Towards a European border police force?

At a time when country borders are unstable, the European Union boosts its Frontex program to secure its external borders.

 Frontex, the European agency for the management of joint operations on the Union’s external borders, was established in late 2004 and has now logged more than a decade of service. The agency is entering a period that will be crucial for determining its future. The migration crisis that has shaken the European Union and even managed to rattle the most symbolic pillar of the integration process, the concept of free movement, has been caused primarily by the Union’s inability to control its external borders. Frontex, some claim, has been incapable of performing the task for which it was created and has proven powerless to prevent the continuous flow of migrants. Such is the agency’s impotence that in autumn 2015, during one of the most acute phases of the crisis, Frontex was not even capable of obtaining the material support necessary to upgrade its activities in the central and eastern Mediterranean, receiving only 447 agents of a total of 775 it had requested from the EU member states.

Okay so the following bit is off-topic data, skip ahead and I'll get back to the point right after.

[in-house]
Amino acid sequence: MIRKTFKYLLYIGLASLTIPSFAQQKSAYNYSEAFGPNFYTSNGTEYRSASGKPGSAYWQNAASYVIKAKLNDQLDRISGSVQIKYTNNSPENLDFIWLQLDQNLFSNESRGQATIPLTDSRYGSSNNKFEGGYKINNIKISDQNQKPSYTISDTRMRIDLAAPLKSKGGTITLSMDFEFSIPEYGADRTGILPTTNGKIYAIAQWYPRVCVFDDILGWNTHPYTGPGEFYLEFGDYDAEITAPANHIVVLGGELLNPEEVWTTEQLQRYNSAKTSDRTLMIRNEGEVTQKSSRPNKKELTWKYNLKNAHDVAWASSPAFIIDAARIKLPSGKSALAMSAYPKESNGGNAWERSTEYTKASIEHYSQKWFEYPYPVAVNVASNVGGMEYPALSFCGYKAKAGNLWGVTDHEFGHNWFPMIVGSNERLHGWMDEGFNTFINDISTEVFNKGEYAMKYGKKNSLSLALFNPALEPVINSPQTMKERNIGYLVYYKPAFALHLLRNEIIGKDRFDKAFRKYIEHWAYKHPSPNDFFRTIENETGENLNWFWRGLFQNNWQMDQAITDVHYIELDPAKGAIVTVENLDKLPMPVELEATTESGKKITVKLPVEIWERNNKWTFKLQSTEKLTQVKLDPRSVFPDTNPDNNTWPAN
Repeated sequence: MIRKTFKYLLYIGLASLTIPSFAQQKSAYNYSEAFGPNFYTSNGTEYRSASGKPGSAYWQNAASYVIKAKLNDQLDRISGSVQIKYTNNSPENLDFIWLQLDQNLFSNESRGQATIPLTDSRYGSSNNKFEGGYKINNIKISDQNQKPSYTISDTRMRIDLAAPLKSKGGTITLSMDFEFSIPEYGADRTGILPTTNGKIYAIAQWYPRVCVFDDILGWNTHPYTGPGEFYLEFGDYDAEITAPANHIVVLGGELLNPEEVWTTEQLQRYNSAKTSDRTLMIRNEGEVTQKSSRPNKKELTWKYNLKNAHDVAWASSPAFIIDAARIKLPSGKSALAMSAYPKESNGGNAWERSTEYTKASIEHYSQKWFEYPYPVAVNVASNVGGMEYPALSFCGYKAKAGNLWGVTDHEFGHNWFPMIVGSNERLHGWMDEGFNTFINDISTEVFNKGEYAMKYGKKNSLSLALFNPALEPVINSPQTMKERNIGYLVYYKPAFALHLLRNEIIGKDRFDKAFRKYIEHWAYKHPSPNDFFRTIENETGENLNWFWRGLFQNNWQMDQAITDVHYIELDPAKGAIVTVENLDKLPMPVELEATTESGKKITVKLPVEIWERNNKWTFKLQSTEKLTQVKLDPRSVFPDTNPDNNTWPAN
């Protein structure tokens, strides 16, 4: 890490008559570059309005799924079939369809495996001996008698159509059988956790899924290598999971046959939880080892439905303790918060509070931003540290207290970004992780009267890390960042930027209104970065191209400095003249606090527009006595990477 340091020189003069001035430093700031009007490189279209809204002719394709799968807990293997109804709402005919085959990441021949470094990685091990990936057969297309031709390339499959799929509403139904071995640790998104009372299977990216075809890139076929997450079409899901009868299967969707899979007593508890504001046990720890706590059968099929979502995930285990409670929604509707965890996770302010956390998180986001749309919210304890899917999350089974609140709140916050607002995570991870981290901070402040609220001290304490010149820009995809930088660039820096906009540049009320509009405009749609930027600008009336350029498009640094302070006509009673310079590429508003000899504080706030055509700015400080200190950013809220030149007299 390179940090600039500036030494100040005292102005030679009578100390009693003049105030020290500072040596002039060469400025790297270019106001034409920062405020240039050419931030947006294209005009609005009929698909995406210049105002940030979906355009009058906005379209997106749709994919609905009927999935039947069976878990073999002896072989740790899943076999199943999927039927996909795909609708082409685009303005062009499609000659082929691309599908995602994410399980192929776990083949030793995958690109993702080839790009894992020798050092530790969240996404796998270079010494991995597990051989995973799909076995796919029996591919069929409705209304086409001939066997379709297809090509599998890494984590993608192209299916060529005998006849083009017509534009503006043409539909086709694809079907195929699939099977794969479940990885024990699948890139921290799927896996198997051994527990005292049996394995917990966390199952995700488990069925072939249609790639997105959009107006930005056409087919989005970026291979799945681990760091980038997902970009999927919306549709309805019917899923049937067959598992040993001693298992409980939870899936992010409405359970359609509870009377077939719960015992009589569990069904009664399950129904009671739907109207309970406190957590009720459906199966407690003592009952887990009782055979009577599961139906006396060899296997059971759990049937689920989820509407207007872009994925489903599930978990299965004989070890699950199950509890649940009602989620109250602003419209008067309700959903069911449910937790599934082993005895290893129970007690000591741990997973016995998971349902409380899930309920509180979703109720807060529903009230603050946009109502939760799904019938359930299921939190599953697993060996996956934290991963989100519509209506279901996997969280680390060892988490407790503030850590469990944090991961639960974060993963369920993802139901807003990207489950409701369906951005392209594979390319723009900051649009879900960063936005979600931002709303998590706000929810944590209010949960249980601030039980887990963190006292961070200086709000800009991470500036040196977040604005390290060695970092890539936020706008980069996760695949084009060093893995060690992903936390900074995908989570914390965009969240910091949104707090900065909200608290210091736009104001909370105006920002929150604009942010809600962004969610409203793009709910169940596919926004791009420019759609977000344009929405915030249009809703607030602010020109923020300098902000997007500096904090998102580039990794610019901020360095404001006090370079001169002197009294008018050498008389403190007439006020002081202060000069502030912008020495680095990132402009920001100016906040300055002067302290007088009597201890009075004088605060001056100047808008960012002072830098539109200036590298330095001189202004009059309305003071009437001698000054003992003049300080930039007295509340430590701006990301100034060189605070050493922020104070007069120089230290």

Behind this controversy, however, lies a misunderstanding. Frontex is often mistaken for a fully-fledged police corps, but in reality its mandate is to serve as a coordination agency. In short, there is no European police force, nor can there be. European Union treaties clearly underline that the functions of safeguarding national security and public order are the exclusive prerogative of the member states themselves. The exercise of coercive force and, consequently, the creation of a security apparatus is a sovereign function that nation states guard jealously. At the very most, when it comes to such a delicate issue, the member states have been willing to permit some form of coordination and cooperation. 

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